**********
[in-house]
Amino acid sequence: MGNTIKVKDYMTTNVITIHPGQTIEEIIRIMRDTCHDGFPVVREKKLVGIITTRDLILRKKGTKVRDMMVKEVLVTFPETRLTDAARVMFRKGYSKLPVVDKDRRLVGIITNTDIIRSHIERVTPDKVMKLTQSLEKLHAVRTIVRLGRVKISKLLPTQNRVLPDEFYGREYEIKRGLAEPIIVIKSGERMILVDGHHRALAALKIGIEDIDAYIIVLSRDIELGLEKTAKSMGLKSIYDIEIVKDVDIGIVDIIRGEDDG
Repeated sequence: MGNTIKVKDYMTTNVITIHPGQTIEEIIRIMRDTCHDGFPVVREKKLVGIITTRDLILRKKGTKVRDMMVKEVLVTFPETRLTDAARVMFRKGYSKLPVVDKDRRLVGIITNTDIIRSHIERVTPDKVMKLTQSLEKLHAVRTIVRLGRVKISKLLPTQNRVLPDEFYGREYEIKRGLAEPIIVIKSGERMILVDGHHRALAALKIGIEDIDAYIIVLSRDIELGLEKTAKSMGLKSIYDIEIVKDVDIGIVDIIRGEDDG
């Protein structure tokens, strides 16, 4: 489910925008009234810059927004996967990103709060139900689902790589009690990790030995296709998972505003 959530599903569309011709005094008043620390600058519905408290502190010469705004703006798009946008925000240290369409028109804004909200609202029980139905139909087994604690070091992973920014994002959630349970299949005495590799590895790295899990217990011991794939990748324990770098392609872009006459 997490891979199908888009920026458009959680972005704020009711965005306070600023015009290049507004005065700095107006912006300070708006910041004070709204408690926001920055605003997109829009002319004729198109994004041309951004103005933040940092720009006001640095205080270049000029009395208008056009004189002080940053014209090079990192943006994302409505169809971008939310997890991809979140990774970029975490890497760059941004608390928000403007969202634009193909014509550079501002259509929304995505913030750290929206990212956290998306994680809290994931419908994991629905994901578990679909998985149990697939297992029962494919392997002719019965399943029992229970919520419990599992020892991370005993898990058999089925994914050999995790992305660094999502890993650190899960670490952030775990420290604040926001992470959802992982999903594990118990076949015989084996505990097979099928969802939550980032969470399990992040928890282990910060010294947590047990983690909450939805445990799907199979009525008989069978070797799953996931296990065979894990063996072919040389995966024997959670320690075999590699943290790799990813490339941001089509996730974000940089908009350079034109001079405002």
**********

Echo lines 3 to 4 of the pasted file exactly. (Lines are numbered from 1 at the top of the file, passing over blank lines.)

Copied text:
Repeated sequence: MGNTIKVKDYMTTNVITIHPGQTIEEIIRIMRDTCHDGFPVVREKKLVGIITTRDLILRKKGTKVRDMMVKEVLVTFPETRLTDAARVMFRKGYSKLPVVDKDRRLVGIITNTDIIRSHIERVTPDKVMKLTQSLEKLHAVRTIVRLGRVKISKLLPTQNRVLPDEFYGREYEIKRGLAEPIIVIKSGERMILVDGHHRALAALKIGIEDIDAYIIVLSRDIELGLEKTAKSMGLKSIYDIEIVKDVDIGIVDIIRGEDDG
């Protein structure tokens, strides 16, 4: 489910925008009234810059927004996967990103709060139900689902790589009690990790030995296709998972505003 959530599903569309011709005094008043620390600058519905408290502190010469705004703006798009946008925000240290369409028109804004909200609202029980139905139909087994604690070091992973920014994002959630349970299949005495590799590895790295899990217990011991794939990748324990770098392609872009006459 997490891979199908888009920026458009959680972005704020009711965005306070600023015009290049507004005065700095107006912006300070708006910041004070709204408690926001920055605003997109829009002319004729198109994004041309951004103005933040940092720009006001640095205080270049000029009395208008056009004189002080940053014209090079990192943006994302409505169809971008939310997890991809979140990774970029975490890497760059941004608390928000403007969202634009193909014509550079501002259509929304995505913030750290929206990212956290998306994680809290994931419908994991629905994901578990679909998985149990697939297992029962494919392997002719019965399943029992229970919520419990599992020892991370005993898990058999089925994914050999995790992305660094999502890993650190899960670490952030775990420290604040926001992470959802992982999903594990118990076949015989084996505990097979099928969802939550980032969470399990992040928890282990910060010294947590047990983690909450939805445990799907199979009525008989069978070797799953996931296990065979894990063996072919040389995966024997959670320690075999590699943290790799990813490339941001089509996730974000940089908009350079034109001079405002």